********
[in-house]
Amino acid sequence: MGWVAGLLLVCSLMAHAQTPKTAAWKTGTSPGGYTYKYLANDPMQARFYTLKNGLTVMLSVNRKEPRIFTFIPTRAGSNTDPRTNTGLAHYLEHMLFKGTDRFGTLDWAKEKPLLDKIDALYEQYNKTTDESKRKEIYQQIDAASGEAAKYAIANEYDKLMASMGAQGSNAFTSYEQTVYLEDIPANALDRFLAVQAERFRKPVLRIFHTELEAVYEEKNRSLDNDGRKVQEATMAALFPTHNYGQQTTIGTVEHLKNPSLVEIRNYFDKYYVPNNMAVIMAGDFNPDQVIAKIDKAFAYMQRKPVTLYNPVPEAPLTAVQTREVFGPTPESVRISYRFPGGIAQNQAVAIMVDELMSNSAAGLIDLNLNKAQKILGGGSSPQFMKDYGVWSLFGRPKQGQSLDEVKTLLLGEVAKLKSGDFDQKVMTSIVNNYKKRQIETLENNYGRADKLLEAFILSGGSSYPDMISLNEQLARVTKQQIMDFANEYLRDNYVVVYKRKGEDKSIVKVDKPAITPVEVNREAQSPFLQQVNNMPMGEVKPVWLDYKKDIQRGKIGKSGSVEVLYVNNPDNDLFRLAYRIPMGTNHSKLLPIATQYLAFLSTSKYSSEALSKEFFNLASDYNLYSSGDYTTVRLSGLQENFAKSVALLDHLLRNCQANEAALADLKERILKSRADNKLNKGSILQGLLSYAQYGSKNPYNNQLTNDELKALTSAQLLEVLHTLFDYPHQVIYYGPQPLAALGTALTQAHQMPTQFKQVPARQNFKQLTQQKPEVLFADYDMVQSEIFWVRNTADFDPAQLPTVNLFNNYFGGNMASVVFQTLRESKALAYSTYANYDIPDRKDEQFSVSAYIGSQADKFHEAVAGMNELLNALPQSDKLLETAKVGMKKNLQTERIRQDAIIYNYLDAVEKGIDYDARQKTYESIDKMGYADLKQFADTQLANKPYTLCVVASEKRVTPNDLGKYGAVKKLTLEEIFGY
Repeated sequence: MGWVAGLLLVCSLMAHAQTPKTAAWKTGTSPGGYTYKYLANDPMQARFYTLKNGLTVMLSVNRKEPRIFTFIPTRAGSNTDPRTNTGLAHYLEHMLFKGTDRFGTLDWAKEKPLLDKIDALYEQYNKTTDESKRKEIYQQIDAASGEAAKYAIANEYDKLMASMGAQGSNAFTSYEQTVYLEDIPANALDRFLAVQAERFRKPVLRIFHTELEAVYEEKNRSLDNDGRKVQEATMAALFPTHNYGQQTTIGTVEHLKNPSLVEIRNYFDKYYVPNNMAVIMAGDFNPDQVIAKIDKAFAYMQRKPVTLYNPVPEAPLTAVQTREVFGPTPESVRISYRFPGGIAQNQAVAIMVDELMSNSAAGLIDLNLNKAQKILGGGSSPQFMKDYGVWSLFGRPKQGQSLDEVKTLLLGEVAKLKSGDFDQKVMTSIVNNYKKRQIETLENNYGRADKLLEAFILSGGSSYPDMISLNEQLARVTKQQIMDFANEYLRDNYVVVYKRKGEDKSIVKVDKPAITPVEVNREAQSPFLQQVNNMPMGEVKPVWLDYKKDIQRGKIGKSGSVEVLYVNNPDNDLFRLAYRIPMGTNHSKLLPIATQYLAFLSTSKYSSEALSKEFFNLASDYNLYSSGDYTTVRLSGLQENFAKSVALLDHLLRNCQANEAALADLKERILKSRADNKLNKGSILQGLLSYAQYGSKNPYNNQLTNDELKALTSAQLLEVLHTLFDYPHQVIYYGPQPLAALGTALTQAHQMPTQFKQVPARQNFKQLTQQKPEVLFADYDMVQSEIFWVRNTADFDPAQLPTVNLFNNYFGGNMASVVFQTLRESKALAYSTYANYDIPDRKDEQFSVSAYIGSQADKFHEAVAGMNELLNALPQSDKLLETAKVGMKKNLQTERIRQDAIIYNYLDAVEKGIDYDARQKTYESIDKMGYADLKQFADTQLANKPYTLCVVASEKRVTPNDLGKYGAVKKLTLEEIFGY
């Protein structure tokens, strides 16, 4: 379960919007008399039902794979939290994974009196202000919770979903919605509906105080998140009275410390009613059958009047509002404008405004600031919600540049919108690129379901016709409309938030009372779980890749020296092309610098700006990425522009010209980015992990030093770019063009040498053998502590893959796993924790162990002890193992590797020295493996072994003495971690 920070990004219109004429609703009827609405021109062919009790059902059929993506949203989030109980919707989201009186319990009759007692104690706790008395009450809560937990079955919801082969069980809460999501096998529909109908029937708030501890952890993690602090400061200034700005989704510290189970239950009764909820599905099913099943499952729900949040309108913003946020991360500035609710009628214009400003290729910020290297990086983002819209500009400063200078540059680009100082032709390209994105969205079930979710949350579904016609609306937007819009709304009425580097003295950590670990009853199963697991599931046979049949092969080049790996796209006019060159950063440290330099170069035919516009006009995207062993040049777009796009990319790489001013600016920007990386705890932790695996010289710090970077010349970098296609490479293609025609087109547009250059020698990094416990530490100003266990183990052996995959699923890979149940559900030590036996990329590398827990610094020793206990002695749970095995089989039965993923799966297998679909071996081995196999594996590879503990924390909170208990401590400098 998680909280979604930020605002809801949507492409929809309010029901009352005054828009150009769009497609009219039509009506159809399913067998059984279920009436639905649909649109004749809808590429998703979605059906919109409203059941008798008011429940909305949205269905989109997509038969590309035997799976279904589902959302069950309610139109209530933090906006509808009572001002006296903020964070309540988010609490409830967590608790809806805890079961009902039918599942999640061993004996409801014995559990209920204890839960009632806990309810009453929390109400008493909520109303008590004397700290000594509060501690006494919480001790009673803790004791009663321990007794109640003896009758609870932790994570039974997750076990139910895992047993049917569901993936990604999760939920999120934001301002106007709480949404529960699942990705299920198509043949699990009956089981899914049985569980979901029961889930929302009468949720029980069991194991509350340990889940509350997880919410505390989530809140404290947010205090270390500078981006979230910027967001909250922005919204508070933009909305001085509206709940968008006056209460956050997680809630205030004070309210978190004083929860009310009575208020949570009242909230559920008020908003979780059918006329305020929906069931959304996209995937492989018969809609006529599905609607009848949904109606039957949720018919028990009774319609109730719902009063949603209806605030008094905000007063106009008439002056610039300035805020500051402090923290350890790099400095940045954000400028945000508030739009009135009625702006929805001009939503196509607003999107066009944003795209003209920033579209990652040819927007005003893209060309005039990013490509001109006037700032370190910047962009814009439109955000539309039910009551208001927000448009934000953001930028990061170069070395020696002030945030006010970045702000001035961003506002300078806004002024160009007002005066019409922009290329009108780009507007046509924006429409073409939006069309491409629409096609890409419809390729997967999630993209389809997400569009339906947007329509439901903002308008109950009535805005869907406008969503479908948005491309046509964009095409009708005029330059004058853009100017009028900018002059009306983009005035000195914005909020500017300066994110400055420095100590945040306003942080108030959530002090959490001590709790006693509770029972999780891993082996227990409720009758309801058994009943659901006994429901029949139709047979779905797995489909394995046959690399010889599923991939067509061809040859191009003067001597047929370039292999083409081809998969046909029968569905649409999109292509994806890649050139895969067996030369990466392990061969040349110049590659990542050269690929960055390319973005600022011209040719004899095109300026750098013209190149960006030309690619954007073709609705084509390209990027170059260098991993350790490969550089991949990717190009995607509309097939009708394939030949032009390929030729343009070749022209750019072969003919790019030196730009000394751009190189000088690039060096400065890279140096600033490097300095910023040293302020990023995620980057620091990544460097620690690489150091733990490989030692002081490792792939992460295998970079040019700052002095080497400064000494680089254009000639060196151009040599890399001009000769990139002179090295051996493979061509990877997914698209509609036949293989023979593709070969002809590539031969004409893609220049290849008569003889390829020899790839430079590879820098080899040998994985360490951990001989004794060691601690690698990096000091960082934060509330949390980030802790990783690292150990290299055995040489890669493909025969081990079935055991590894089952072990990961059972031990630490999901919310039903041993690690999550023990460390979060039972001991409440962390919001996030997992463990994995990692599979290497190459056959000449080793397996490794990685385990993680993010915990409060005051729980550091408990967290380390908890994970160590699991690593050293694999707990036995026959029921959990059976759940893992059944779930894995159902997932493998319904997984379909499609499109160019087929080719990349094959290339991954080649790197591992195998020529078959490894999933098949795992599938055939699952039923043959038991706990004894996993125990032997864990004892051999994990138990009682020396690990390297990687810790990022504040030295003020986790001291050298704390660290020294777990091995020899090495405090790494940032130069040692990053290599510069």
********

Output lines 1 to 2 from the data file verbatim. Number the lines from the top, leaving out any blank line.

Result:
[in-house]
Amino acid sequence: MGWVAGLLLVCSLMAHAQTPKTAAWKTGTSPGGYTYKYLANDPMQARFYTLKNGLTVMLSVNRKEPRIFTFIPTRAGSNTDPRTNTGLAHYLEHMLFKGTDRFGTLDWAKEKPLLDKIDALYEQYNKTTDESKRKEIYQQIDAASGEAAKYAIANEYDKLMASMGAQGSNAFTSYEQTVYLEDIPANALDRFLAVQAERFRKPVLRIFHTELEAVYEEKNRSLDNDGRKVQEATMAALFPTHNYGQQTTIGTVEHLKNPSLVEIRNYFDKYYVPNNMAVIMAGDFNPDQVIAKIDKAFAYMQRKPVTLYNPVPEAPLTAVQTREVFGPTPESVRISYRFPGGIAQNQAVAIMVDELMSNSAAGLIDLNLNKAQKILGGGSSPQFMKDYGVWSLFGRPKQGQSLDEVKTLLLGEVAKLKSGDFDQKVMTSIVNNYKKRQIETLENNYGRADKLLEAFILSGGSSYPDMISLNEQLARVTKQQIMDFANEYLRDNYVVVYKRKGEDKSIVKVDKPAITPVEVNREAQSPFLQQVNNMPMGEVKPVWLDYKKDIQRGKIGKSGSVEVLYVNNPDNDLFRLAYRIPMGTNHSKLLPIATQYLAFLSTSKYSSEALSKEFFNLASDYNLYSSGDYTTVRLSGLQENFAKSVALLDHLLRNCQANEAALADLKERILKSRADNKLNKGSILQGLLSYAQYGSKNPYNNQLTNDELKALTSAQLLEVLHTLFDYPHQVIYYGPQPLAALGTALTQAHQMPTQFKQVPARQNFKQLTQQKPEVLFADYDMVQSEIFWVRNTADFDPAQLPTVNLFNNYFGGNMASVVFQTLRESKALAYSTYANYDIPDRKDEQFSVSAYIGSQADKFHEAVAGMNELLNALPQSDKLLETAKVGMKKNLQTERIRQDAIIYNYLDAVEKGIDYDARQKTYESIDKMGYADLKQFADTQLANKPYTLCVVASEKRVTPNDLGKYGAVKKLTLEEIFGY